I took some flash cards we've had laying around and set them up like a clock. The 1's cards came with our math curriculum (Saxon), and the 5's were freebies I printed and laminated ages ago. I set each 5 card next to the proper one card so that the boys could view minutes and hours all at once. (Morgan's watch is set up in the same fashion, but the 5's are quite tiny!) Then I gave him a big marker and a small marker. He all ready understood that minutes on a clock were often counted in groups of 5, add the cards on the floor and I was able to call out odd times and he could go to them.

I had Jayden set up with the learning clock so he could do both analog and digital time. I was mostly giving Jayden whole and half hours to work on, but he wanted a trickier one. He's got the concept right, even if the 5 is upside down! By the time he called me to officially check the clock time, the 5 was right side up. After a while I had them switch so Morgan worked on digital while Jayden got the chance to sit on the huge clock and use it.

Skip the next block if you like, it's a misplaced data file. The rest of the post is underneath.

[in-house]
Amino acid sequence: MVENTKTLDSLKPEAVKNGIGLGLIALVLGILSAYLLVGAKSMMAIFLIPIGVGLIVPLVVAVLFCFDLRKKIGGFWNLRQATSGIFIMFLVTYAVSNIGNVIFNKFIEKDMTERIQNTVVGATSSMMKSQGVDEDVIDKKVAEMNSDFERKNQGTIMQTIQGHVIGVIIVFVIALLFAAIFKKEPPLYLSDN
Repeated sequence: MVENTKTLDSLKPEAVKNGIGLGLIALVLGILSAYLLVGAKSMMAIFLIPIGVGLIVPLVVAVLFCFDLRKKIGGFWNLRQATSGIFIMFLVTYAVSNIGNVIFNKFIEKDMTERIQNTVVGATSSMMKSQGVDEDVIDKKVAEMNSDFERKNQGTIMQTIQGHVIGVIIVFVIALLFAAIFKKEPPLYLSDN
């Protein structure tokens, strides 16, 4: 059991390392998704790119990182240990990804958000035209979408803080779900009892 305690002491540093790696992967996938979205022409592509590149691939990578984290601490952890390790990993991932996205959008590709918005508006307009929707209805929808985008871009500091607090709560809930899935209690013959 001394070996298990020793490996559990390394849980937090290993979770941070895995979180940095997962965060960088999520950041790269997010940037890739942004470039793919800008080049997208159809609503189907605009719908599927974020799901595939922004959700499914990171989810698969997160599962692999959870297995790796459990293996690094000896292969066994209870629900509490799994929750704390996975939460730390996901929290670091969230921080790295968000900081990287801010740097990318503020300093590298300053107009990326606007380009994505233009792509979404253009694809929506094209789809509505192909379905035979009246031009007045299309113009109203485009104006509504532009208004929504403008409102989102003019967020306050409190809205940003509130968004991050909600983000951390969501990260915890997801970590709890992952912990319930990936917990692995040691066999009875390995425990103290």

Last, but not least, we've also played a game called Ten's Concentration. (For the record, I did not make this up. I found a sight with math games on it and this was one of them.) Morgan has requested to play this game every day since I first introduced him to it. The idea is to play memory (aka concentration) but your two cards must equal ten. I suspect Morgan will know his ten facts far better then any other facts by the end of the week.

After seeing the way Morgan has responded to math this week, something he's always enjoyed, I think we'll be keeping this up for some time to come. This doesn't mean we're writing off math just because we don't crack open the manual every day. Rather I'm using my manuals as a guideline of what we should cover. We do still use our worksheets, but we do them after so much hands on application that Morgan has has no problems with it. He's even noticed a few "secrets" at figuring out patterns and answers.